Summarize things. If you verbally hash how to proceed in a feature or delivery, come back quickly afterward in Slack or email with a written summary, ending with “This is how I understood what we discussed. Please let me know if anything looks off to you before I proceed.”
Provide frequent updates. Describe completed tasks so far, what is in progress, and what the next steps look like from your perspective. Make it easy for them to understand where you stand. Make it simple for them to see issues and change course if needed.
Adjust how you communicate as you go along. Is your client contact more of a verbal person? No problem. Work things out in meetings and phone calls, then follow up in writing afterward. Are they more of an asynchronous text person? Then adjust in that direction instead—perhaps add some informal chats to ensure you’re not overlooking anything.
Put extra effort into your writing. Use simple, straightforward language. State your assumptions explicitly. Make your writing easy to parse visually: use paragraphs and whitespace well. Bold out crucial points.
Generally, please assume that the people you work with are busy and overworked: make it very simple to keep up with your work anyway. The less cognitive load you demand from them, the more pleasant they will find your services.
5: Manage expectations constantly
Estimates are hard to get right.
Unfortunately, you still have to answer questions like “How long do you think this will take? Do we have time for both of those features next sprint?”
Practice basic estimation techniques rather than just trusting your gut instinct. When they ask you about timelines, don’t hesitate to counter with, “Can I think about this one and get back to you?”
Only promise or commit to something if you know that what they are asking is possible, viable, or feasible.
Before you deliver something, try to be restrained in what you promise, and make it clear when you see uncertainties and potential roadblocks. If necessary, remind everyone that estimates are a form of guesswork—not an exact science.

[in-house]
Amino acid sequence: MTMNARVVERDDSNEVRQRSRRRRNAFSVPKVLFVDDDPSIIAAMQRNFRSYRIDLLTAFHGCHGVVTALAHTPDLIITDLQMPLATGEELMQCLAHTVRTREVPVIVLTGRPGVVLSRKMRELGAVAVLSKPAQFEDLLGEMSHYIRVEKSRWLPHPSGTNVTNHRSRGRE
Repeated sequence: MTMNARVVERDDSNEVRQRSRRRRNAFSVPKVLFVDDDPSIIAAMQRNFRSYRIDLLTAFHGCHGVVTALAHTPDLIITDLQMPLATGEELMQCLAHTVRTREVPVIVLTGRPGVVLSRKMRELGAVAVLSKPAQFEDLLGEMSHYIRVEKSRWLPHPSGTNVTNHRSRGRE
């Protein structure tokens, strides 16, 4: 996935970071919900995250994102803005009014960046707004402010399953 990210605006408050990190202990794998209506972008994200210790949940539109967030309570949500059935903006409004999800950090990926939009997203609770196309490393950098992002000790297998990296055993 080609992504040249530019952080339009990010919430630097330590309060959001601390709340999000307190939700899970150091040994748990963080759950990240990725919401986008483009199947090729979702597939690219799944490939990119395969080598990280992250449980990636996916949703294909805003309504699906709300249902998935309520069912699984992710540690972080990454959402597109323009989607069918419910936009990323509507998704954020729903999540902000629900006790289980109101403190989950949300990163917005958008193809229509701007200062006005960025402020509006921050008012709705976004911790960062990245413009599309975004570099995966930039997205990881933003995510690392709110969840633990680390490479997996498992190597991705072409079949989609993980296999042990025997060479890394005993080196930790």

As you go along, if you see that your estimates were too optimistic and the schedule might slip, immediately let your client know about it. Don’t just sit on it. Please don’t rely on a heroic effort to hide it, either! Rational clients understand that estimates are subject to change.
After you deliver something, regularly remind stakeholders that there could be bugs and misunderstandings. Do what you can to make testing and verification as easy as possible.
If you deliver more or faster than they expected, downplay it. “This one was easier than I thought! Let’s hope the next part doesn’t bite us…”
6: Make your work visible
Always make sure project stakeholders know the work is progressing.
We’ve already covered status updates, but also make sure you regularly show visual and concrete samples of what you are working on.
Don’t rely on textual status updates alone: screenshots of your work are better. Better still: screencasts demonstrating what you are working on. Another step up: perform a narrated walkthrough (tools like Loom makes it easy to capture your talking head alongside the screencast).
7: Speak up about tradeoffs and concerns
Keep an eye out for any speed bumps and risks that could impact the project you’re helping with. Speak up as early as possible when you catch one of these.